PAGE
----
Already in the 18th century, the metaphor of string-quartet-as-conversation was widely known and accepted. No one knew better than Beethoven how to structure such a conversation, not merely as a polite agreement among voices (such as a simple canon or a fugue), or one person expressing an opinion and the others amiably following along (such as a melody with supporting accompaniment), but also as an exchange of ideas—exploratory, challenging and discursive. The voices might be heated, calm, elevated or hushed, but they are always vibrantly engaged. It was this vibrancy and engagement that increasingly characterized Beethoven’s quartets, and he was by no means finished with the medium when he died, in March 1827, at age 57.

© 2013 Sandra Hyslop

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BEETHOVEN: String Quartet in A minor, Op. 132


Born Bonn, baptized December 17, 1770; died Vienna, March 26, 1827
String Quartet in A minor, Op. 132
Composed in 1825, 40 minutes

Hagen Quartet
BEETHOVEN: String Quartet in A minor, Op. 132 – V. Allegro Appassionato
(Myrios Classics)

In 1815, following the composition of the two cello sonatas for Joseph Linke, Op. 102, Beethoven entered a period of great personal stress as well as intense professional activity. Work on two major compositions, the Symphony No. 9 and the Missa solemnis, occupied him from 1817–1823. After the successful premiere performances of these two large works in 1824, he turned his full attention to (what would become) his final compositions, the five string quartets Opp. 127, 132, 130, 131 and 135.

Beethoven had already made substantial sketches for a new quartet when he was contacted by an amateur cellist, Prince Nicholas Galitzin, who was looking for fresh materials for his own house quartet in Vienna. He offered Beethoven a commission for “one, two, or three” new string quartets. Galitzin waited patiently for Beethoven to finish the Ninth Symphony and the Missa solemnis (for which Galitzin became a subscriber), and he was rewarded with the three quartets that Beethoven completed in February (Op. 127), July (Op. 132), and November 1825 (Op. 130).

Leading up to this final surge of creativity, Beethoven had written (to an unidentified companion) this response to an inquiry in a conversation book from 1822–1823: “You may ask me where I obtain my ideas …. They come unbidden, spontaneously or unspontaneously. I may grasp them with my hands in the open air, while walking in the woods, in the stillness of night, at early morning …. I turn my ideas into tones, which resound, roar and rage until at last they stand before me in the form of notes.” Taken together, the five final string quartets show traces of every unbidden molecule and spontaneous vibration that Beethoven plucked from the open air. From quiet to roar, stillness to rage, Beethoven had learned to express his ideas exquisitely in music.

As a single example, the String Quartet in A minor, Op. 132, offers a particularly rich exploration of those extremes of human experience—brilliance, joy and tenderness in the first movement; delicacy alternating with acerbity (a bagpipe dance, even) in the second movement; a profound hymn of praise and thanksgiving in the third; brashness and biting humor in the penultimate movement; and passionate ecstasy to conclude the whole.

Amidst his other personal trials, Beethoven’s poor physical health had become ever more worrisome. Bouts with severe jaundice indicated a compromised liver. One such illness kept him housebound and bedridden from April to August 1825, during which he composed the String Quartet in A minor. It comprises a five-part poem of thanks for his return to health, which Beethoven expressed overtly in the work’s centerpiece, the Molto adagio “Heiliger Dankgesang” [“the holy hymn of praise”]. The Schuppanzigh Quartet performed the work several times in autumn 1825, with the official public premiere taking place on November 6, 1825. It was published, posthumously, in September 1827.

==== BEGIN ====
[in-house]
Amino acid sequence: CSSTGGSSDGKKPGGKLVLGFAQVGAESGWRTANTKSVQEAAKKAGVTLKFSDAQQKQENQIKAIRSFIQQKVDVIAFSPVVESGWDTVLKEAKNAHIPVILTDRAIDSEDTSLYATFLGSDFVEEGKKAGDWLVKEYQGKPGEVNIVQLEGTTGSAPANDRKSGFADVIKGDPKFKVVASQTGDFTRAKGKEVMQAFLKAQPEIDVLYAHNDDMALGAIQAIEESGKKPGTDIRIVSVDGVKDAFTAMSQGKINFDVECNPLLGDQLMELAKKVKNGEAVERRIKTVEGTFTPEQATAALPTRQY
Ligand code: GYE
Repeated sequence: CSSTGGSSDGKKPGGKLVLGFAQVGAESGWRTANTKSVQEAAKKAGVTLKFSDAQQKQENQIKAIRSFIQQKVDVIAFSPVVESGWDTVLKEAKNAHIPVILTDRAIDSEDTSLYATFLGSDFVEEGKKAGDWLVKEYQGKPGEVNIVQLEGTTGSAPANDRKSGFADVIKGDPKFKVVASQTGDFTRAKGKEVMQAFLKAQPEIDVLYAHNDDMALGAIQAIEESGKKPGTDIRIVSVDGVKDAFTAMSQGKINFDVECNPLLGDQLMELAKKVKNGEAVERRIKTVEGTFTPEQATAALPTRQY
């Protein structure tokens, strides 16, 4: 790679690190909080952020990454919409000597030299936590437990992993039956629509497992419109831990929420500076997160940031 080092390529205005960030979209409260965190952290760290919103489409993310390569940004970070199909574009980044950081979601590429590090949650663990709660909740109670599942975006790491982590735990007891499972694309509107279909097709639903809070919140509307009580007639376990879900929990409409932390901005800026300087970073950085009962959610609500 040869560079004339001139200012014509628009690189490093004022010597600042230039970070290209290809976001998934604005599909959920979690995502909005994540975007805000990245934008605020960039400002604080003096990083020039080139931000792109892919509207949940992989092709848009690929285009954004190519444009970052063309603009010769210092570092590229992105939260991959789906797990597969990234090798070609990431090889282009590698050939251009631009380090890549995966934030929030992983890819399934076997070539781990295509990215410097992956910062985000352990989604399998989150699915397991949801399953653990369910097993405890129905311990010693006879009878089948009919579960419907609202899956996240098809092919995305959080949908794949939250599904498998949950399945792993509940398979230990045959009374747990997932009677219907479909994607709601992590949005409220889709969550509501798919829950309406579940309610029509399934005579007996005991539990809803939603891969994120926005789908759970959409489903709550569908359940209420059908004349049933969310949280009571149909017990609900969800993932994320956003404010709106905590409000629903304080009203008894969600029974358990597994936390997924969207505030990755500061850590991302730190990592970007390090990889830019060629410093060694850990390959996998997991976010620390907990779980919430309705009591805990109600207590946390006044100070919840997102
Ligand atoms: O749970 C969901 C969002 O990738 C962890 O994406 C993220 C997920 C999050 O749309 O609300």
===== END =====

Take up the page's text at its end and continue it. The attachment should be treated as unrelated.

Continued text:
The first movement opens with a sustained passage that features an introductory motif, a rising half-step (on G-sharp and A) paired with a falling half-step (on F and E.) The main body of the first movement emerges from a violin flourish, Allegro, which forms the basis for the complex sonata structure. Half steps also infuse the second movement’s main themes, liltingly done up in triple meter. The Trio section of the second movement features a rustic bagpipe drone accompanying a gravity-negating dance. The low-voiced instruments interrupt rudely before the gentle dance returns to close the movement.

At the head of the Molto adagio movement, Beethoven inscribed the following: “Heiliger Dankgesang eines Genesenen an die Gottheit, in der lydischen Tonart” [“A convalescent’s holy song of thanksgiving to the deity, in the Lydian mode”].

Beethoven’s use of a church mode for the third movement, his “Heiliger Dankgesang,” stems from his wide-ranging musical knowledge as well as his profound spirituality. It was not the first time that Beethoven moved outside the major-minor scale system for a particularly heartfelt expression—his recently composed Missa Solemnis being an outstanding example, among others. For this hymn of praise, he composed a chorale tune in the Lydian mode (basically, a scale like the F-major scale, only with B natural instead of B flat) and subjected it to variations: The hymn appears three times, with contrasting connecting passages of varied materials, and it closes “Mit innigster Empfindung” [“with the most profound sensitivity”], somewhere in the stratosphere.

Hard on this ethereal moment, Beethoven brashly inserted a startling march movement, this one a quietly raucous diversion with ambiguous rhythmic figures. Once again, as it has done earlier in the Quartet, the violin engages in a showy, quasi-improvisatory solo; this leads without pause to the finale. The entire Quartet flies to a close with an exuberant fifth movement that concludes in a vivacious and emphatic A major.

© 2013 Sandra Hyslop

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BEETHOVEN; String Quartet in E minor, Op. 59, No. 2


String Quartet in E minor, Op. 59, No. 2
Composed in 1806, 33 minutes

Hagen Quartet
BEETHOVEN: String Quartet in E minor, Op. 59, No. 2 – III. Allegretto